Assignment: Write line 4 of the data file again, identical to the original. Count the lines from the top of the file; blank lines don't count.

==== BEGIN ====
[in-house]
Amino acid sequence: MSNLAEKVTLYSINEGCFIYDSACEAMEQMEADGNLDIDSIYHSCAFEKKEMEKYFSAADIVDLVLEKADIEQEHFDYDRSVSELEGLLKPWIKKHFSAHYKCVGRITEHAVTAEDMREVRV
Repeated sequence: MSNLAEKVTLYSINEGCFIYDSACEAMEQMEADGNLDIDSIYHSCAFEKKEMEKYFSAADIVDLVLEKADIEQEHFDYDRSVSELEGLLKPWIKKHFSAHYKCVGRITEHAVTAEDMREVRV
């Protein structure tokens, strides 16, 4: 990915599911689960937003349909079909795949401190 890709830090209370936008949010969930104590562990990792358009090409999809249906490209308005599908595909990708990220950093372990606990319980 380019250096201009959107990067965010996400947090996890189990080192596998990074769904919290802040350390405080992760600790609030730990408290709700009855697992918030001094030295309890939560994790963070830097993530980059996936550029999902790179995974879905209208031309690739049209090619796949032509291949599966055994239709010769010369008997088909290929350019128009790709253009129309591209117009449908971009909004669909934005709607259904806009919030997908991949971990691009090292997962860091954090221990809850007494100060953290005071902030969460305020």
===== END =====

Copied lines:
């Protein structure tokens, strides 16, 4: 990915599911689960937003349909079909795949401190 890709830090209370936008949010969930104590562990990792358009090409999809249906490209308005599908595909990708990220950093372990606990319980 380019250096201009959107990067965010996400947090996890189990080192596998990074769904919290802040350390405080992760600790609030730990408290709700009855697992918030001094030295309890939560994790963070830097993530980059996936550029999902790179995974879905209208031309690739049209090619796949032509291949599966055994239709010769010369008997088909290929350019128009790709253009129309591209117009449908971009909004669909934005709607259904806009919030997908991949971990691009090292997962860091954090221990809850007494100060953290005071902030969460305020």